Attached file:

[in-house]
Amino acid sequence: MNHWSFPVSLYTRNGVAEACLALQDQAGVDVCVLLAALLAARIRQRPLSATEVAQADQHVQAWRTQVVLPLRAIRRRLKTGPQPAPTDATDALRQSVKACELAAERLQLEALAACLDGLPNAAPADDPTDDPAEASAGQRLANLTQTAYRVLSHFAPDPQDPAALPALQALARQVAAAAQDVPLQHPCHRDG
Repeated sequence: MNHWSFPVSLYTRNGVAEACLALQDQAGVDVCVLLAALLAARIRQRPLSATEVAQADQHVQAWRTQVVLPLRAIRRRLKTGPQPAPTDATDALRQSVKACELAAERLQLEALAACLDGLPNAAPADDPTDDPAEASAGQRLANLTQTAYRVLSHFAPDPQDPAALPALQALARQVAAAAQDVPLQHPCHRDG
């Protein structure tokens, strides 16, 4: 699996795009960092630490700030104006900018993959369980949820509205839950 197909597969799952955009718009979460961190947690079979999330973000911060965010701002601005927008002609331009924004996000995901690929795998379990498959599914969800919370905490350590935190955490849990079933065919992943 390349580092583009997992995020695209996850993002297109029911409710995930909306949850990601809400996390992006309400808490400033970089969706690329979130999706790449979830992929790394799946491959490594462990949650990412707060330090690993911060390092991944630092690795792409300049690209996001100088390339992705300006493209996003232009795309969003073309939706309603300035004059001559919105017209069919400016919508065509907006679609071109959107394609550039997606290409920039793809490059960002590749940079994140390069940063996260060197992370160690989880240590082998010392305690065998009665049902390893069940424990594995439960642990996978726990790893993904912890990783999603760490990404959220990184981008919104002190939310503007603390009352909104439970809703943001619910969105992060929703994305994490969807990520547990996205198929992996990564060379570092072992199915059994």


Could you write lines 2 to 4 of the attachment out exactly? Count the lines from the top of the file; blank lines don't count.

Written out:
Amino acid sequence: MNHWSFPVSLYTRNGVAEACLALQDQAGVDVCVLLAALLAARIRQRPLSATEVAQADQHVQAWRTQVVLPLRAIRRRLKTGPQPAPTDATDALRQSVKACELAAERLQLEALAACLDGLPNAAPADDPTDDPAEASAGQRLANLTQTAYRVLSHFAPDPQDPAALPALQALARQVAAAAQDVPLQHPCHRDG
Repeated sequence: MNHWSFPVSLYTRNGVAEACLALQDQAGVDVCVLLAALLAARIRQRPLSATEVAQADQHVQAWRTQVVLPLRAIRRRLKTGPQPAPTDATDALRQSVKACELAAERLQLEALAACLDGLPNAAPADDPTDDPAEASAGQRLANLTQTAYRVLSHFAPDPQDPAALPALQALARQVAAAAQDVPLQHPCHRDG
């Protein structure tokens, strides 16, 4: 699996795009960092630490700030104006900018993959369980949820509205839950 197909597969799952955009718009979460961190947690079979999330973000911060965010701002601005927008002609331009924004996000995901690929795998379990498959599914969800919370905490350590935190955490849990079933065919992943 390349580092583009997992995020695209996850993002297109029911409710995930909306949850990601809400996390992006309400808490400033970089969706690329979130999706790449979830992929790394799946491959490594462990949650990412707060330090690993911060390092991944630092690795792409300049690209996001100088390339992705300006493209996003232009795309969003073309939706309603300035004059001559919105017209069919400016919508065509907006679609071109959107394609550039997606290409920039793809490059960002590749940079994140390069940063996260060197992370160690989880240590082998010392305690065998009665049902390893069940424990594995439960642990996978726990790893993904912890990783999603760490990404959220990184981008919104002190939310503007603390009352909104439970809703943001619910969105992060929703994305994490969807990520547990996205198929992996990564060379570092072992199915059994």